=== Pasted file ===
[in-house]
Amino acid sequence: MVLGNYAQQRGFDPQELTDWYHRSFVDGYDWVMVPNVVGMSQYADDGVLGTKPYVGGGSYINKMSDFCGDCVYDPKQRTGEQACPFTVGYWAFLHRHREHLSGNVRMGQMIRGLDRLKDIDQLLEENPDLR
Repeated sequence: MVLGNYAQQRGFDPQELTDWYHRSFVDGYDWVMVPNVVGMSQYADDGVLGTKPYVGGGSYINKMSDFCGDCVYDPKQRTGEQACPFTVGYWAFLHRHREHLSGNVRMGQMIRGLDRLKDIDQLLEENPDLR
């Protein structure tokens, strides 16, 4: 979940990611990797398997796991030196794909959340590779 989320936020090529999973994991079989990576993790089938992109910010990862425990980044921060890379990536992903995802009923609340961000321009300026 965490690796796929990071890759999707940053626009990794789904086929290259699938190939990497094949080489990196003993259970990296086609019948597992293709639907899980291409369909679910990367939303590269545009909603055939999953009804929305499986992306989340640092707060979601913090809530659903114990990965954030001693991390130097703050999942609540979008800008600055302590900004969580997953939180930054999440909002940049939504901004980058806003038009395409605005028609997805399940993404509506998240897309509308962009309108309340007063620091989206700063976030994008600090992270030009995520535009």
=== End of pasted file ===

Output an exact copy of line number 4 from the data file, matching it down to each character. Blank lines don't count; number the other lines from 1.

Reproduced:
């Protein structure tokens, strides 16, 4: 979940990611990797398997796991030196794909959340590779 989320936020090529999973994991079989990576993790089938992109910010990862425990980044921060890379990536992903995802009923609340961000321009300026 965490690796796929990071890759999707940053626009990794789904086929290259699938190939990497094949080489990196003993259970990296086609019948597992293709639907899980291409369909679910990367939303590269545009909603055939999953009804929305499986992306989340640092707060979601913090809530659903114990990965954030001693991390130097703050999942609540979008800008600055302590900004969580997953939180930054999440909002940049939504901004980058806003038009395409605005028609997805399940993404509506998240897309509308962009309108309340007063620091989206700063976030994008600090992270030009995520535009």